How to host an awesome craft beer tasting party
You don’t have to be an expert to host a craft beer tasting party. You can make it as simple or as elaborate as you like. Here are our best hints for a successful evening.
1. Pick a theme
2. Choosing the beers
3. Organising glassware and other equipment
4. Planning the food
5. Why blind tasting?
6. How to do the actual tasting bit
7. Recording impressions
The first thing to decide is a theme for your craft beer tasting party. Why have a theme? Well, there are so many craft beers out there, just heading down to your local liquor store or supermarket and hoping for some inspiration is likely to end up in frustration or overwhelm. Do some homework before you shop. Here are our best ideas for themes to get you started:
Themes based around styles and ingredients
All the same style –something familiar such as lagers or stouts
A style you haven’t tried before – sours are one example, or what about hazy IPAs
A family of beers – I’m thinking Belgians, ambers
Beers featuring a particular kind of ingredient – coffee infused, or fruity perhaps
Beers with exotic ingredients – let yourself go wild with this one
“anything but an IPA” – why not try something like American Brown Ales or Vienna Lagers
Spot the difference #1– try comparing similar styles e.g. what’s the difference between a porter and a stout
Spot the difference #2 – try comparing beers with overlapping style guidelines e.g. IPAs and APAs
a place-based style e.g. West Coast IPAs
Keeping it local – all beers from breweries within a certain distance of your house
Keeping it even more local – beers from only one brewery, preferably one close to you
Breaking away – only beers from outside *Wellington*, or insert name of the craft beer capital in your corner of the world
Regional ‘development’ – all beers from breweries in one region or one country
Summer beers – focus on lighter offerings or fruity flavours
Pumpkin beers in the autumn (yep there really is such a thing)
Beers to drink at BBQs or beside the campfire
You could even try a selection of award winning beers – do you agree with the experts? Or the most popular from a recent beer festival – did the punters know what they are talking about? Make it a celebration of beers made by female brewers. The options are virtually unlimited – let your imagination run wild.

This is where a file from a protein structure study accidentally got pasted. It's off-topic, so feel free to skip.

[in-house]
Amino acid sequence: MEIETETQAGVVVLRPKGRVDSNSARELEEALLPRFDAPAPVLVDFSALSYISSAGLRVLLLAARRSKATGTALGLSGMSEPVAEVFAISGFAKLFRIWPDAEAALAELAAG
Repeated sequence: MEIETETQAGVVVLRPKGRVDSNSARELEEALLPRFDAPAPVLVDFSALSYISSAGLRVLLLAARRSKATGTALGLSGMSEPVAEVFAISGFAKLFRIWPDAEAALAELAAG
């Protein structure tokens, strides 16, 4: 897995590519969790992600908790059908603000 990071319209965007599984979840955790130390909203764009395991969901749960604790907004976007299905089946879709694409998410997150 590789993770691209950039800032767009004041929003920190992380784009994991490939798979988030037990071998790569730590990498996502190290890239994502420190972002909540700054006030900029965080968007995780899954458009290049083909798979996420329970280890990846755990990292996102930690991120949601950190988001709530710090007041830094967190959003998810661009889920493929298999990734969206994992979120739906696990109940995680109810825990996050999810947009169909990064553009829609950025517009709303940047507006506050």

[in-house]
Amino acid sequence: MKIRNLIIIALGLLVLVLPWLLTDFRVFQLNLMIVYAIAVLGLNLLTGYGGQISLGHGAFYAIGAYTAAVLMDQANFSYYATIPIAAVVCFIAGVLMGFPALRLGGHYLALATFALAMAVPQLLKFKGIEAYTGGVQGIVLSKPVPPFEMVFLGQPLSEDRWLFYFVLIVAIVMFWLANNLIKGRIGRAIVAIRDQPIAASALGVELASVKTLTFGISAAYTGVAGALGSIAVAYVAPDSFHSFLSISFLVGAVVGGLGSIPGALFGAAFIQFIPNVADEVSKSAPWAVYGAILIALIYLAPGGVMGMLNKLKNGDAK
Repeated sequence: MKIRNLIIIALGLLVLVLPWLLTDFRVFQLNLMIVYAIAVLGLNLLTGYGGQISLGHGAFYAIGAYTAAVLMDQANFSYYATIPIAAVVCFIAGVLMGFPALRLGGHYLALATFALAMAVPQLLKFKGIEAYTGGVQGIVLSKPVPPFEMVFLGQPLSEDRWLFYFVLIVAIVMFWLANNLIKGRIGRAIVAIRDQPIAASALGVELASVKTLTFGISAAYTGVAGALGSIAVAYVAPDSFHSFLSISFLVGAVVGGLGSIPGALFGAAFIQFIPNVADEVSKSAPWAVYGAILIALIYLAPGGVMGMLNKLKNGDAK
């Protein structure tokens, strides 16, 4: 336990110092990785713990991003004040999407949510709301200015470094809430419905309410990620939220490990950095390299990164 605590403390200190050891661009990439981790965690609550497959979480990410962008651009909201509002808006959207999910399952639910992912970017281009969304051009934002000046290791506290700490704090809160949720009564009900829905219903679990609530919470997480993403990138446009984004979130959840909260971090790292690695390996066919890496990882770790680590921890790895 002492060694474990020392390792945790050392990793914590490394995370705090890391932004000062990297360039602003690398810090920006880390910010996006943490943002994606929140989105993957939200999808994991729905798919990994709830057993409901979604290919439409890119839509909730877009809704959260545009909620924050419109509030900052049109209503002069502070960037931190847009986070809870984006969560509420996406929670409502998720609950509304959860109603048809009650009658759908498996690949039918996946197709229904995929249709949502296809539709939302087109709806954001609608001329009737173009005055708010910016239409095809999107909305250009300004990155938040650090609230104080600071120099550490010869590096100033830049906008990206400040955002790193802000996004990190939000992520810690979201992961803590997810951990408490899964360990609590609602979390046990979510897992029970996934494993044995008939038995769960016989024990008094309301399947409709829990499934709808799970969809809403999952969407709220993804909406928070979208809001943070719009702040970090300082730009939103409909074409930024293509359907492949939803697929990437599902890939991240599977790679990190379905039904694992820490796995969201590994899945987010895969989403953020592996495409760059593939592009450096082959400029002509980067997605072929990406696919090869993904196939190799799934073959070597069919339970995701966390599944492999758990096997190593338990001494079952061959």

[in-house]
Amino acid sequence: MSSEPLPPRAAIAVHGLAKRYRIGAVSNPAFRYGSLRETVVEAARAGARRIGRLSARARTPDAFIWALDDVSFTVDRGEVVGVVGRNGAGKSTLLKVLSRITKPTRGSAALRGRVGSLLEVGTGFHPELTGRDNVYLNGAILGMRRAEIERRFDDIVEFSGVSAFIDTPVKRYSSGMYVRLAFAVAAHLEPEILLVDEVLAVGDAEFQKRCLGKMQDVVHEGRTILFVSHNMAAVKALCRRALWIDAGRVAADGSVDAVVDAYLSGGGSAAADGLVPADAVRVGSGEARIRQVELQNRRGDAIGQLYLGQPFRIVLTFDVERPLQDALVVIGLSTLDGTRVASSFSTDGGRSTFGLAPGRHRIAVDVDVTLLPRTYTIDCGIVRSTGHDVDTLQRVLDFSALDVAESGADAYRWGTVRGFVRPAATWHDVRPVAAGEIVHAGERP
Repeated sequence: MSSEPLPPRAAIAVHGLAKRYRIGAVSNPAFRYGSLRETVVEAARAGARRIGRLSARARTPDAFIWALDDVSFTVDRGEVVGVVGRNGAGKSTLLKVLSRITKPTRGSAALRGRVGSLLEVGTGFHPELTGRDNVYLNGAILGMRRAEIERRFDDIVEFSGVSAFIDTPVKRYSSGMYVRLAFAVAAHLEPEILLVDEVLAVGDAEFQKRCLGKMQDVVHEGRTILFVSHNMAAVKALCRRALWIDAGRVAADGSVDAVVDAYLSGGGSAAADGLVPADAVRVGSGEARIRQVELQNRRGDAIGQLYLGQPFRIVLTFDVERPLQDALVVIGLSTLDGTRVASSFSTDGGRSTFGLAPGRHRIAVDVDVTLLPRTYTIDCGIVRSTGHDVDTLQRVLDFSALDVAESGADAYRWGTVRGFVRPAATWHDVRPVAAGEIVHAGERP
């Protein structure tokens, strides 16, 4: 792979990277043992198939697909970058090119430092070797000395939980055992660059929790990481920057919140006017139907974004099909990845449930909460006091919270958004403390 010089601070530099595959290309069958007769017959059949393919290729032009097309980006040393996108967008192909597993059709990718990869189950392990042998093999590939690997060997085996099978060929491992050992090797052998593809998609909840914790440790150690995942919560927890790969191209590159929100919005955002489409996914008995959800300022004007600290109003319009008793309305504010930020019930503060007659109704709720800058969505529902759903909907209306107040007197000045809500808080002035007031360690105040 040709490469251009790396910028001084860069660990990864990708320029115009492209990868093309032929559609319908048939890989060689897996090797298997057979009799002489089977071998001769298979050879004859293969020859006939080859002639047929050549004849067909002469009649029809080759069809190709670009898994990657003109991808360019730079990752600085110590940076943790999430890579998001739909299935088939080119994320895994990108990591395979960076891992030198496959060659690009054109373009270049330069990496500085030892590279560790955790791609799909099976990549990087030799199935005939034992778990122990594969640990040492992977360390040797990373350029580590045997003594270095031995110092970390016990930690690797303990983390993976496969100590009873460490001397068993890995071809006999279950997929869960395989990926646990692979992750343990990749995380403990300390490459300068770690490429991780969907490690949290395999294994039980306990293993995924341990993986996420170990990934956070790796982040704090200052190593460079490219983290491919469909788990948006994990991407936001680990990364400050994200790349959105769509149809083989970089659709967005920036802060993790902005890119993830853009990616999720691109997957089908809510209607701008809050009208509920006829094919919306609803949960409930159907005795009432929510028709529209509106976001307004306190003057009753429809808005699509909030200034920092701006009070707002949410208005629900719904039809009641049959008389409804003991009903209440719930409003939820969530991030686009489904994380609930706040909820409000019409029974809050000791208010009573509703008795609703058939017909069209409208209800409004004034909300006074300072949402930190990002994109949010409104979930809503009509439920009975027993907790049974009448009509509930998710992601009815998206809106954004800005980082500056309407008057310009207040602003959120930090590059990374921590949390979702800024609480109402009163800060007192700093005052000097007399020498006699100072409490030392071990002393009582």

How do I select the beers?
Basically there are two approaches here – you choose and purchase the beers, or you ask your guests to bring along their picks.
The advantages of inviting your guests to make the selections is that you can end up with an eclectic and adventurous mix. You can also share the cost this way.
We reckon its more fun though if you are in charge. Here is your chance to select a beer from that brewery you’ve been meaning to try. Make it easy, make it hard, throw in a wildcard (the new brewery in town, one of the ‘big boys’).
Give yourself plenty of time to select the beers – you might need to go to two or more stores in order to get all the brews you want. Ring ahead – liquor store owners are a valuable source of knowledge and are usually more than happy to help out with advice and recommendations.
How much beer will I need?
We recommend tasting a maximum of six beers. This gives you plenty of scope for comparisons without being too overwhelming. Allow 50-100ml per sample per guest. So a couple of 500ml bottles of each beer, or three to four smaller bottles, will be plenty for the tastings.
Remember always be a responsible host – provide food (see below), non-alcoholic choices, and encourage your guests to think about transport options before they arrive. We want everyone to have fun AND get home safely.
What about glassware?
It may seem obvious but we’re going to say it anyway – you’re going to need glasses – quite a few of them. There are a few options:Use whatever existing beer glasses you already have. Depending on how many you own you might need to rinse them well in between beers.
Hire some glasses. Saves on clean up and makes sure you have a clean new glass for each beer.
If you are feeling extravagant, or think hosting beer tastings will become a regular thing, you could consider investing in specially-designed tasting glasses. These are smaller in size than regular glasses. Check out these super cute mini versions of a pilsner glass. We use these slightly smaller taster glasses at the cellar door.
You’ll also need regular glasses for water.
What other equipment will I need?
· A bucket or two so your guests can dispose of any unwanted beer, or for in-between rinsings.
· A table to set out glasses and food, and tasting sheets if you are using them. Don’t forget pens for everyone.
· A place for people to sit and something to lean on if they are recording notes- could be a table, or why not even give everyone their own clipboard.